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Organising an Un-conference with Ideaflip

In this 3-part series, Rob looks at how you can use Ideaflip to help organise your event. From the planning to participating on the day and getting feedback after the event.

In this 2nd part, we look at how you can manage an Unconference with Ideaflip.

Organising an Unconference

For those that are unfamiliar with what an Unconference is, it is a loosely structured conference emphasizing the informal exchange of information and ideas between participants, rather than following a conventionally structured programme of events.

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Planning an event with Ideaflip

In this 3-part series, Rob looks at how you can use Ideaflip to help organise your event. From the planning to participating on the day and getting feedback after the event.

First, we look at how to organise your speakers for your event.

A visual way to get organised

Committing to organising an event is a big deal, it soon becomes a mass of information and can be challenging to keep on top of. There are many solutions to how to manage all this information, Ideaflip offers a simple visual way of getting organised.

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How We Shortlisted 12 People from 50 Candidates

Shortlisting can feel like a mammoth task. Take a too high-level approach and you’ll be left with the sneaking suspicion that you missed something important. Get bogged down in the nitty-gritty, and everyone gets overwhelmed and demoralised.

Our co-founder Andy recently directed a shortlisting process to narrow around fifty applicants to a twelve-strong interview list. Saying goodbye to three-quarters of an applicant pool is never easy, so we decided to share his shortlist process in the hope that it could help others attempting a similarly gruelling task.

(Please note: none of the screenshots shared here include anything sensitive or confidential! We recreated the process with dummy info to share it with you all.)

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The Power of Silence in Feedback Exercises

Asking for feedback is only slightly easier than giving it - and taking it can be even harder. How often have you asked for a critique and received “it’s fine”? How often have you been the person saying “it’s fine” because you don’t want to create any conflict? Dismissive responses leave the requester disappointed and the responder feeling like they could have done better.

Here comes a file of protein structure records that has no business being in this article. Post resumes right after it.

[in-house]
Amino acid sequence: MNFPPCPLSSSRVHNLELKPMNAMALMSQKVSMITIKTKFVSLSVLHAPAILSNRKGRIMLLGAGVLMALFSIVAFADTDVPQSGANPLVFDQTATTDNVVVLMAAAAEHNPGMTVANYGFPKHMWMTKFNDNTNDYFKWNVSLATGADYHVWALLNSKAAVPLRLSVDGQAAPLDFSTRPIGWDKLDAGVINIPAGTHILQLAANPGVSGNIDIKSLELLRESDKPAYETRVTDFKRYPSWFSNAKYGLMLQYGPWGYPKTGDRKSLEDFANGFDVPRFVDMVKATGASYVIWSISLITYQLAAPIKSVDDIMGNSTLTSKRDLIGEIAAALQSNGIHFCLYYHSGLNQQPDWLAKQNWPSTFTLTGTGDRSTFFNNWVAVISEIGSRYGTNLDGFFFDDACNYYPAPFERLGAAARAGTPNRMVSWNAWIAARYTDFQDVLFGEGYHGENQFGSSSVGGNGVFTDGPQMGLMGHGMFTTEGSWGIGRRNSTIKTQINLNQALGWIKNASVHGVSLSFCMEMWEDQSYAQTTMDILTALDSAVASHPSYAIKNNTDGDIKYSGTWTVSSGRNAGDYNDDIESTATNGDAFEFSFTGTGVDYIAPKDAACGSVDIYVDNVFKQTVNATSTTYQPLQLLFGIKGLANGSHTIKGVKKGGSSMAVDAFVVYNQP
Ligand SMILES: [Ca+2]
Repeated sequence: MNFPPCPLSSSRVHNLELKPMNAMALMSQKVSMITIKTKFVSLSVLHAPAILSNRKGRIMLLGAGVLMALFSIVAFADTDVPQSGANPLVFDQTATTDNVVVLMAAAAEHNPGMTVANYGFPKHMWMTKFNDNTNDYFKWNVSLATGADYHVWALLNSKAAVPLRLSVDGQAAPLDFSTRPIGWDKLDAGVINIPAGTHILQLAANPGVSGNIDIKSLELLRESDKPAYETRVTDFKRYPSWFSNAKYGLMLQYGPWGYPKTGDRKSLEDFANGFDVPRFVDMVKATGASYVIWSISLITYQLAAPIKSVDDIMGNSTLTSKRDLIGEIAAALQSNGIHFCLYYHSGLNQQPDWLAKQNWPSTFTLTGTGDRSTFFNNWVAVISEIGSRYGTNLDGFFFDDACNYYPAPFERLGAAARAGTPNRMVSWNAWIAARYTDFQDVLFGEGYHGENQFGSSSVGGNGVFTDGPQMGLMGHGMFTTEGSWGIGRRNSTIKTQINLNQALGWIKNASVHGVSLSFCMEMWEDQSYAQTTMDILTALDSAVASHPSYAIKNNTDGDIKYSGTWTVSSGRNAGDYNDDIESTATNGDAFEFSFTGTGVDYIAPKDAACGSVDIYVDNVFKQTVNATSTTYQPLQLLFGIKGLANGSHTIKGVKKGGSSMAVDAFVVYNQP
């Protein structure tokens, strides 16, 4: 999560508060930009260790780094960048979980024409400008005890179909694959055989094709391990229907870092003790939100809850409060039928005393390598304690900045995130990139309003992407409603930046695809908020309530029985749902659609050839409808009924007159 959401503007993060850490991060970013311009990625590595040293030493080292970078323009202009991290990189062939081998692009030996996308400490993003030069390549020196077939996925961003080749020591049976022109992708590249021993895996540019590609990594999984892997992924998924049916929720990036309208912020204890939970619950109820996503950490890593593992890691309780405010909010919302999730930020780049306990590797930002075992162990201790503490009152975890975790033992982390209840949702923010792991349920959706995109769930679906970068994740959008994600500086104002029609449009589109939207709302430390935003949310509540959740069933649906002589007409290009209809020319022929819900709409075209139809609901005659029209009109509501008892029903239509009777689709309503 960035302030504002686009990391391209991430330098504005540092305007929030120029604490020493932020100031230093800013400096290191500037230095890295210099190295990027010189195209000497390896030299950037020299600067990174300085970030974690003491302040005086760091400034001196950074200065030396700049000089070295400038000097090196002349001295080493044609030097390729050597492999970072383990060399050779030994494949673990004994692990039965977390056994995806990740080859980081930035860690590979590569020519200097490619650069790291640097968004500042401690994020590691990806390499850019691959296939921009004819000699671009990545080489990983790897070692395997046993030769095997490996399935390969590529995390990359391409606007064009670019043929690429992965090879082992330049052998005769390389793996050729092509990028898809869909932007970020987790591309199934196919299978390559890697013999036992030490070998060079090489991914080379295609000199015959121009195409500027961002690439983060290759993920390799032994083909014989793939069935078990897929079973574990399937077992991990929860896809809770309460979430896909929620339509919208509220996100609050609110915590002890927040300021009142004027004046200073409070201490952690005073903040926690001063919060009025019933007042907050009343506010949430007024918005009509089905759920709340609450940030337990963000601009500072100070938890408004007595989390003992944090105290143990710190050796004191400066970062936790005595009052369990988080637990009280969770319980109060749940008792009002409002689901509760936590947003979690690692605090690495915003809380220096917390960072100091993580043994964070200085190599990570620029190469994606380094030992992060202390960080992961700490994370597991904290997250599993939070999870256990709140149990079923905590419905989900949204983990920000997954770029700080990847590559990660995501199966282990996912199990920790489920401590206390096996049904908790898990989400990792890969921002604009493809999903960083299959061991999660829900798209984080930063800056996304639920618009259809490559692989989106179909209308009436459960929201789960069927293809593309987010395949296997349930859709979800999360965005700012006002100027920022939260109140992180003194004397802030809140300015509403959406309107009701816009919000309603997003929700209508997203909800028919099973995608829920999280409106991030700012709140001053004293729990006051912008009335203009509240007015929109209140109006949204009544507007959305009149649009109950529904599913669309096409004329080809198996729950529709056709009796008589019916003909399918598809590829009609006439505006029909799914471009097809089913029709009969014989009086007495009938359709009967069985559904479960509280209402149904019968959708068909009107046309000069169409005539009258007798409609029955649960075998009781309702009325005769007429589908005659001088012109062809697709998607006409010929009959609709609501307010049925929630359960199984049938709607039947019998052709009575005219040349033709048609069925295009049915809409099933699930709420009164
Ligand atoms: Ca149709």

The truth is that most of us have to give feedback in our professional lives. Whether we’re working with a team of colleagues on a project, talking directly to colleagues, or discussing a task with a direct report, feedback helps everyone to move forward with positivity, honesty, and an improved iteration or understanding.

Why is it difficult to give great feedback?

Giving helpful feedback is tricky. It requires us to do more than a surface sweep of our thoughts; we have to think deeply. That can be hard to do if we’re in the flow of another task, or we weren’t expecting to be asked.

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Understanding Your Business With Ideaflip

We work in our businesses every day. Carefully ticking off each task, working with colleagues, meeting the demands of our clients and customers - all important action steps. But when was the last time you took the time to step back, plan ahead further, or think a little more strategically?

Our Understanding Your Business Ideaflip templates set out a variety of processes. Each aims to help you and your team members to understand your business a little better - from detailed internal methods, to taking a birds-eye view.

Understanding your business

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5 Criteria to Help You Prepare for an Effective Meeting

Your meeting is overrunning. Someone’s delivering an unhelpful monologue so you’re clearing emails on the sly, wondering why you were invited. Sound familiar?

Meetings have become synonymous with wasted time. When working from home, the lack of actual human contact adds a whole new level of drudgery. We know. We’ve been there. We are there. But meetings don’t have to be a necessary evil. After all, a meeting is just a bunch of people that need to have a chat. With a bit of attention, awareness, and creativity, you can make sure that discussions are useful, empowering, and maybe even fun.

Use our 5 criteria to steer your team towards holding an effective meeting.

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